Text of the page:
Given the recent history of D.C., Wall St., and the famously incestual nature of Silicon Valley, this may be shocking or even unwelcome, but the governance breakdown in power centers is precisely why it’s so important for regional centers to rebuild on strong foundations. Trust and integrity are critical to entrepreneurial cultures. The corrosive cost of corruption is well understood by those who study global economics and markets.
In my first several meetings in NM with officials and professionals, I was warned of this systemic unmentionable problem, some of which I had observed in earlier audits, but it was still shocking to see so many felony cases involving public entities in NM. Of course different types of corrupted systems and processes exist, not all of which are illegal—abuse in government contracting is a good example, but are still toxic to the type of entrepreneurs smaller markets need in order to become more dynamic and diversified.
States like NM that have a poor track record with investors need to make an especially robust effort in improving governance, transparency, and honest trade. While progress has been made in NM in recent years, it takes time and effort to improve reputations.
Enhance strengths, mitigate weaknesses
If NM hasn’t performed a SWOT analysis led by a seasoned business consultant with relevant skills and knowledge, it should do so, as should each state and local community that desires to improve competitive outcomes. The process itself has considerable value. Among the most important aspects of becoming a competitive business or regional economy is in raising the bar to the competitive level. While this includes continuous learning by and for business leaders and entrepreneurs, it’s just as important for local institutions, employees, and communities. Almost everyone in a community has numerous untapped opportunities to improve the regional economy.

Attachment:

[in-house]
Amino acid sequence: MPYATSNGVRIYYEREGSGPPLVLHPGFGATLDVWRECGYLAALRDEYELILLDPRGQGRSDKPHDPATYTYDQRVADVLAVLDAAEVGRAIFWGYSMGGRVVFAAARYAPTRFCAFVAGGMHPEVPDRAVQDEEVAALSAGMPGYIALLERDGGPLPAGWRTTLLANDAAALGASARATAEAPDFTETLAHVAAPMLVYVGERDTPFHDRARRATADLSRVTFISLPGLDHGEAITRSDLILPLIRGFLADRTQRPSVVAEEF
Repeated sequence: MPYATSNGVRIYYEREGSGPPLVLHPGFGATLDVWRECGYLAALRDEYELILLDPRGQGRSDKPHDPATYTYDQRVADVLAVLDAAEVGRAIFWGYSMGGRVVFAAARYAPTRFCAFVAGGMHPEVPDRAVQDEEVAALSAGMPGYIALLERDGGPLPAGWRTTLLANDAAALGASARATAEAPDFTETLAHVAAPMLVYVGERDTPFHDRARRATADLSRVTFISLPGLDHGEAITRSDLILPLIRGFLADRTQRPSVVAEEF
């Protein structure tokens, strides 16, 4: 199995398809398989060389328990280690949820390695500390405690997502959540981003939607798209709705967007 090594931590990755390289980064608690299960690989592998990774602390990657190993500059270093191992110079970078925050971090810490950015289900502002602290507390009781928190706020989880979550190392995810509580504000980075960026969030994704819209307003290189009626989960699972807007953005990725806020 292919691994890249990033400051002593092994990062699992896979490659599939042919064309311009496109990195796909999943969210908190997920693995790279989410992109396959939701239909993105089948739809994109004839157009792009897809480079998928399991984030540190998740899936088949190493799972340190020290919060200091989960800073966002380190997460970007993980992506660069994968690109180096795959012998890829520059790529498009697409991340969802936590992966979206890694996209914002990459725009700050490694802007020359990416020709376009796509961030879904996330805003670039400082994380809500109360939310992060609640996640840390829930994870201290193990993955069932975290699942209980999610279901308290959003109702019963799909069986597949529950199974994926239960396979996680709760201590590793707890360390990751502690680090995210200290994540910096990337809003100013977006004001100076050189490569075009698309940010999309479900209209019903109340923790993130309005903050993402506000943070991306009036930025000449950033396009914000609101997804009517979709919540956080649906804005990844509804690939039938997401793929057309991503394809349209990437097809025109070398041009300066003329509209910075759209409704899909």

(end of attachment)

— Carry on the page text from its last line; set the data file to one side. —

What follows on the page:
A common misunderstanding today across the U.S. and EU—including NM, is that success is born only from direct strategic interests. In fact diversified economies require just the opposite. If the team effort is restricted even primarily to personal or institutional strategic interests, most competitions will be lost. For example, while benefiting a great deal from behind the scene support by many and direct efforts by a few, Microsoft, Costco, and Starbucks were not products of local institutions, though benefited from community support. The same is true for most successful businesses I’ve been close to in my career.
The critical part of modern economic success through business building is the ability to identify and match opportunities and talent with appropriate resources, which is a continual never-ending process in conjunction with the constantly changing economy. While every business has unique qualities, each has essential needs that simply must be met. NM is unusually challenged with lack of customers and corporate headquarters, which simply means significant focus must be placed on overcoming those weaknesses. It’s rather obvious, but if few local customers exist and many of those that do are government, a competitive private sector marketing effort becomes essential.
Although NM has strength in corporate relocation, tourism, film, art, and agriculture, which could no doubt be further leveraged across sectors, a certain degree of conflict exists between states and federal institutions, which is reflected in organizational and regulatory structures, and extended to tech transfer and spin outs. While governance challenges, institutional conflicts, strategic venturing, and dependency on fossil fuels and government are not unusual, the impacts in NM are more significant than most.
Though more critical in NM due to a few large institutions, competitive regional markets must learn how to play together well on the same team, even if primarily extra curricular, civic minded, and informal, though still high priority. Informal civic-minded team efforts should be supported by institutional sponsors, with appropriate pressure applied if necessary, but should not be considered alternatives for highly sophisticated business intelligence methods found at any competitive organization today.
Support local ventures
Economists have labeled this phenomenon ‘regional bias’. It became somewhat out of vogue in the U.S. during the rapid expansion of globalization, in part apparently due to a combination of the growth needs of leading corporations, and consolidated wealth in the hands of a few who had both financial and ideological interest in moving industry abroad. While global trade is mutually beneficial, scholars generally agree that the trend was overdone. Although we’ve experienced some recent improvement in regional efforts in the U.S., my personal experience suggests functionality has not returned to levels enjoyed during peak performance, or to the degree found in other parts of the world, including Europe, Asia, and in U.S. capital centers, which have very large, highly sophisticated strategic ecosystems.